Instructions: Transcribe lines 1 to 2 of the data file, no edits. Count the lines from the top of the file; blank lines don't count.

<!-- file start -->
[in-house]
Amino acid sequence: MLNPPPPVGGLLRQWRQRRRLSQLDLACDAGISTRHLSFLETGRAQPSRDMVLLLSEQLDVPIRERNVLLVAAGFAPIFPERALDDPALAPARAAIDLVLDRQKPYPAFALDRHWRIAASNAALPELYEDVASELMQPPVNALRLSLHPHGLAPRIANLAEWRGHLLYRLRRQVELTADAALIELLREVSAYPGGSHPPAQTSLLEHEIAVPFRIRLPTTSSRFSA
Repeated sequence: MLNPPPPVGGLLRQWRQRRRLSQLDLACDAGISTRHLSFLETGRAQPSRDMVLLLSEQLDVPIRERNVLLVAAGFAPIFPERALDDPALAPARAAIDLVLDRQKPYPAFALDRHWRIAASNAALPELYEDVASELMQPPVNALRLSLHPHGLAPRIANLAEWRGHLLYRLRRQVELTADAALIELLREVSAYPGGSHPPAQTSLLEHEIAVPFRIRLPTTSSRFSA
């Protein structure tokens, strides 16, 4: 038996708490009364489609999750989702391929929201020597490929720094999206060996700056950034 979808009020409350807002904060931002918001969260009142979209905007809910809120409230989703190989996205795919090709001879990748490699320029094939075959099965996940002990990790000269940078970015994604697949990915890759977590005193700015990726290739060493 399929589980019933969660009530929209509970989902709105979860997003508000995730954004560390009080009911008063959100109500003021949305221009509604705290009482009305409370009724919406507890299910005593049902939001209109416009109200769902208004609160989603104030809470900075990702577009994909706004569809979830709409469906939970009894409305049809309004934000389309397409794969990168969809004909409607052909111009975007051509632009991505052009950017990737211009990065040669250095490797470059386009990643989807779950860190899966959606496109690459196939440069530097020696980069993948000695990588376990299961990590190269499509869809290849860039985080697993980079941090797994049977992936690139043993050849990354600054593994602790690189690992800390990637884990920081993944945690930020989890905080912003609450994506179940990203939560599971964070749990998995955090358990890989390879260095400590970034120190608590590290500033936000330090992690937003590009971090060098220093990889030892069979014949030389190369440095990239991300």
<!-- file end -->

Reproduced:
[in-house]
Amino acid sequence: MLNPPPPVGGLLRQWRQRRRLSQLDLACDAGISTRHLSFLETGRAQPSRDMVLLLSEQLDVPIRERNVLLVAAGFAPIFPERALDDPALAPARAAIDLVLDRQKPYPAFALDRHWRIAASNAALPELYEDVASELMQPPVNALRLSLHPHGLAPRIANLAEWRGHLLYRLRRQVELTADAALIELLREVSAYPGGSHPPAQTSLLEHEIAVPFRIRLPTTSSRFSA